Protecting building occupants against the inhalation of outdoor-origin aerosols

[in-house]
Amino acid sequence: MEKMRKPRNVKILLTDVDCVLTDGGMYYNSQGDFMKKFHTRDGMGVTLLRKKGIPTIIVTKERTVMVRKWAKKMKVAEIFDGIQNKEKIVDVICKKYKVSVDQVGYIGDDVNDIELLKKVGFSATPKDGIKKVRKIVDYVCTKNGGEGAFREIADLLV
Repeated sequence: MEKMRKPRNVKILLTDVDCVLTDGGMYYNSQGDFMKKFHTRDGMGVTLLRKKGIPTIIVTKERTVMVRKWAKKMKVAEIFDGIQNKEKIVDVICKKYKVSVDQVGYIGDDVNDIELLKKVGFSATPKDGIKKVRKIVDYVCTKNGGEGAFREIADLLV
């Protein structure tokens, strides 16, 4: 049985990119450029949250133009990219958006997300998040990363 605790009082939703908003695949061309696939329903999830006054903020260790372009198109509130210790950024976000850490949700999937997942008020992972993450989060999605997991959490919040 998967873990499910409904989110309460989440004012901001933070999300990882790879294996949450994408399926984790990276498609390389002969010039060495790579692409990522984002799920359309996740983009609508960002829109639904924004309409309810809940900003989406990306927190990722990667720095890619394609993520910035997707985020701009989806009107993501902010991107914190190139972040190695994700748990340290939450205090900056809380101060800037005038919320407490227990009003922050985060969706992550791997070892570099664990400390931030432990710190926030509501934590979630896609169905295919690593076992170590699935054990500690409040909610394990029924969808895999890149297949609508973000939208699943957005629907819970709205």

During normal operations, buildings can protect their occupants from outdoor airborne particle hazards of all types, including airborne pollutants. A long-term international research effort has advanced our knowledge of building protection physics. Recently we have developed an operationally efficient, regional-scale methodology - Regional Shelter Analysis - to account for both building protection effects and the typical distribution of people in and among buildings. To provide input to this capability, we estimate here the degree of protection afforded by the currently existing US building stock. We first assemble and summarize the published literature relevant to indoor particle losses including (a) deposition to indoor surfaces, (b) losses that occur when particles penetrate through the building envelope, and (c) heating, ventilation and air conditioning (HVAC) system filtration efficiencies as well as general building operating conditions. Building protection against inhaling particulate hazards varies strongly, by orders of magnitude, according to particle size, airborne particle loss rate, and to a lesser extent building use (occupancy). Protection increases modestly as particle size increases from 0.1 to 1 μm and significantly as particle size increases from 1 to 10 μm. Model results are placed in context with previously reported measurements. Suggestions for future work, including enhanced validation datasets are provided.